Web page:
3. Manufacture incompetent
Because of their limited resources, most cooperative societies are unable to hire professional managers. Because it cannot afford higher salaries, cooperatives are less likely to attract skilled workers to manage its affairs. Ineffective management and organization are the main reasons that many co-op businesses fail.
4. Insufficient interest
For business success to be achieved, it takes sustained effort over a long period of time. Many cooperatives find this difficult because they lack motivation to make a profit. Many cooperatives end up inactive.
Creating a Cooperative
It is crucial to understand the bigger picture before you start a cooperative. These are the steps that will help you get a realistic understanding of the process and how to maintain it.
1. Initiate a steering group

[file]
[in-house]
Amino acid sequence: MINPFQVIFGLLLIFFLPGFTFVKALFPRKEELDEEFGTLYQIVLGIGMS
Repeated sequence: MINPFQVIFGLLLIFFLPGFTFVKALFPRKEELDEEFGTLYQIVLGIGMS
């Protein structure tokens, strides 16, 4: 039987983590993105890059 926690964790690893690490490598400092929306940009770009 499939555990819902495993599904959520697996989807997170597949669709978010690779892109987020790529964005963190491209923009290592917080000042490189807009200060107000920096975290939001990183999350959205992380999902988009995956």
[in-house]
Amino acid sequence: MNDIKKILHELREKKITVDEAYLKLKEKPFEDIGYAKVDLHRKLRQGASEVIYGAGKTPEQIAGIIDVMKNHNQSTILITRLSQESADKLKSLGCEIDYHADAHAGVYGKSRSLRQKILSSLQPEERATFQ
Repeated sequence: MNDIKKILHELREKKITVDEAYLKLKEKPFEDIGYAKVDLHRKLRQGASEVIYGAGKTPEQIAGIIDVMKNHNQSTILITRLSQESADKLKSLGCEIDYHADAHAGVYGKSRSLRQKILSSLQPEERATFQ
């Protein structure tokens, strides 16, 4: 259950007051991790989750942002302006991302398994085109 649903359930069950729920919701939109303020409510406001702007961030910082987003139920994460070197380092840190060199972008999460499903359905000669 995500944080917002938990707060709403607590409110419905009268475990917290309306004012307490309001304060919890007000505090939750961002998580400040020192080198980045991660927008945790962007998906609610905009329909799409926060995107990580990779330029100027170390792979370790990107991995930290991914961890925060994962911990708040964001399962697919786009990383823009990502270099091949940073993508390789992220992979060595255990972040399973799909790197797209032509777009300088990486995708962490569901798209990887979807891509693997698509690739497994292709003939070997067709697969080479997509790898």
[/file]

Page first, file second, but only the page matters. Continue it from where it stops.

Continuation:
A group of people must be chosen to represent the potential members of the cooperative. Identify your core values and mission. Create a plan and a timeline for research and development of the organization. To test the interest level in the co-op concept, coordinate a meeting with potential members.
2. Do a feasibility study
Consider the key opportunities and the obstacles that could make or break the creation of your organization. You should also consider the common challenges such as market issues, operating expenses and financing availability. Sometimes, the local or state governments can provide technical and financial assistance for a feasibility study.
3. Draft Articles of Incorporation & Bylaws